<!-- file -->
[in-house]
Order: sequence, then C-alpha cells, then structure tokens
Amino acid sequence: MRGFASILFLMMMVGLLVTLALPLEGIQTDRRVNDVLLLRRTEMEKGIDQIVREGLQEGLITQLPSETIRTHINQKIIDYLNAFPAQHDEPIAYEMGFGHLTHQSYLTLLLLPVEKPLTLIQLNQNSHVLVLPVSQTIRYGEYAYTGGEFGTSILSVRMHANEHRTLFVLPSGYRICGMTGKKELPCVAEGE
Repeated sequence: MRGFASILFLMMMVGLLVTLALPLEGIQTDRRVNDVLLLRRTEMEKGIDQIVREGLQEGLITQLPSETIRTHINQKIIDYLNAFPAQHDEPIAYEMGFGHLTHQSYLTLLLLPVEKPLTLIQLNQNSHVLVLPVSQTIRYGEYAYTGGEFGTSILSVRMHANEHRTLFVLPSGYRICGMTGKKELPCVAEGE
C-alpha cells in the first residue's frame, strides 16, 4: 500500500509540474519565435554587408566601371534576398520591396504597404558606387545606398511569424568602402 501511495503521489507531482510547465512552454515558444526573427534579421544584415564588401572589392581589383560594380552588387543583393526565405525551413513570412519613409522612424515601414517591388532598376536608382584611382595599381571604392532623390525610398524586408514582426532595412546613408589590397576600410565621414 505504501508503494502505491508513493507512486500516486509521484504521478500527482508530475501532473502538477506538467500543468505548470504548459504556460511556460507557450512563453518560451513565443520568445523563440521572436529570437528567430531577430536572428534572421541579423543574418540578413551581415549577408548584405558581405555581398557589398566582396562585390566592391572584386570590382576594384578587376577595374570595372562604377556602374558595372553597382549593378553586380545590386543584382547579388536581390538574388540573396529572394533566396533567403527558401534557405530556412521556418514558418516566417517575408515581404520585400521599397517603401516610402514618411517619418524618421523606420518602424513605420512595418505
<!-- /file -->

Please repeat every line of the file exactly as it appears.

[in-house]
Order: sequence, then C-alpha cells, then structure tokens
Amino acid sequence: MRGFASILFLMMMVGLLVTLALPLEGIQTDRRVNDVLLLRRTEMEKGIDQIVREGLQEGLITQLPSETIRTHINQKIIDYLNAFPAQHDEPIAYEMGFGHLTHQSYLTLLLLPVEKPLTLIQLNQNSHVLVLPVSQTIRYGEYAYTGGEFGTSILSVRMHANEHRTLFVLPSGYRICGMTGKKELPCVAEGE
Repeated sequence: MRGFASILFLMMMVGLLVTLALPLEGIQTDRRVNDVLLLRRTEMEKGIDQIVREGLQEGLITQLPSETIRTHINQKIIDYLNAFPAQHDEPIAYEMGFGHLTHQSYLTLLLLPVEKPLTLIQLNQNSHVLVLPVSQTIRYGEYAYTGGEFGTSILSVRMHANEHRTLFVLPSGYRICGMTGKKELPCVAEGE
C-alpha cells in the first residue's frame, strides 16, 4: 500500500509540474519565435554587408566601371534576398520591396504597404558606387545606398511569424568602402 501511495503521489507531482510547465512552454515558444526573427534579421544584415564588401572589392581589383560594380552588387543583393526565405525551413513570412519613409522612424515601414517591388532598376536608382584611382595599381571604392532623390525610398524586408514582426532595412546613408589590397576600410565621414 505504501508503494502505491508513493507512486500516486509521484504521478500527482508530475501532473502538477506538467500543468505548470504548459504556460511556460507557450512563453518560451513565443520568445523563440521572436529570437528567430531577430536572428534572421541579423543574418540578413551581415549577408548584405558581405555581398557589398566582396562585390566592391572584386570590382576594384578587376577595374570595372562604377556602374558595372553597382549593378553586380545590386543584382547579388536581390538574388540573396529572394533566396533567403527558401534557405530556412521556418514558418516566417517575408515581404520585400521599397517603401516610402514618411517619418524618421523606420518602424513605420512595418505